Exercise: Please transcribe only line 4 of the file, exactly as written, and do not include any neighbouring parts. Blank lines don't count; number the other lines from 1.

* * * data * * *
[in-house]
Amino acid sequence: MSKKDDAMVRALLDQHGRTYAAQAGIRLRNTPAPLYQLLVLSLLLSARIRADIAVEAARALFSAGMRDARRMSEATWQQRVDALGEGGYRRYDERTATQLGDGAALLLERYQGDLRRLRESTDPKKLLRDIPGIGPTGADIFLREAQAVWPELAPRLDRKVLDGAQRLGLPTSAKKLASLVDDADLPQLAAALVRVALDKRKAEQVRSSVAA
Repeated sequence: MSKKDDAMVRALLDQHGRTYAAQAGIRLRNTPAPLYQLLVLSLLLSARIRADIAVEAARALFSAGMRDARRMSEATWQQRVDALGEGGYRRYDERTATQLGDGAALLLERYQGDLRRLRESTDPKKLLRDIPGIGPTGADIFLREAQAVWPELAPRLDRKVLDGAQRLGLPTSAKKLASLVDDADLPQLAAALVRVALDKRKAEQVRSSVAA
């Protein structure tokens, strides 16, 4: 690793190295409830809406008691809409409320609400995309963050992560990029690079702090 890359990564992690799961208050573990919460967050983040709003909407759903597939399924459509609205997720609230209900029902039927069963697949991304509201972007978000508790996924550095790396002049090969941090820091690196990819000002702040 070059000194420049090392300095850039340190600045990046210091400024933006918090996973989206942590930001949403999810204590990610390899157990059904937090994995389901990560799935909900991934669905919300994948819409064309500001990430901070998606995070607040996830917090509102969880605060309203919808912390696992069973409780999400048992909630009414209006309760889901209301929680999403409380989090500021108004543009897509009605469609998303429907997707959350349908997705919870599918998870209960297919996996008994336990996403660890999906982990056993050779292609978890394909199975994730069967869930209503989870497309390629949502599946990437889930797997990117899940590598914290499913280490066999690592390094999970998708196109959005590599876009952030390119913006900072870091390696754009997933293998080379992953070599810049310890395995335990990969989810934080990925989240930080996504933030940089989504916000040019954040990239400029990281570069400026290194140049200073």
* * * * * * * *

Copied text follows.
């Protein structure tokens, strides 16, 4: 690793190295409830809406008691809409409320609400995309963050992560990029690079702090 890359990564992690799961208050573990919460967050983040709003909407759903597939399924459509609205997720609230209900029902039927069963697949991304509201972007978000508790996924550095790396002049090969941090820091690196990819000002702040 070059000194420049090392300095850039340190600045990046210091400024933006918090996973989206942590930001949403999810204590990610390899157990059904937090994995389901990560799935909900991934669905919300994948819409064309500001990430901070998606995070607040996830917090509102969880605060309203919808912390696992069973409780999400048992909630009414209006309760889901209301929680999403409380989090500021108004543009897509009605469609998303429907997707959350349908997705919870599918998870209960297919996996008994336990996403660890999906982990056993050779292609978890394909199975994730069967869930209503989870497309390629949502599946990437889930797997990117899940590598914290499913280490066999690592390094999970998708196109959005590599876009952030390119913006900072870091390696754009997933293998080379992953070599810049310890395995335990990969989810934080990925989240930080996504933030940089989504916000040019954040990239400029990281570069400026290194140049200073």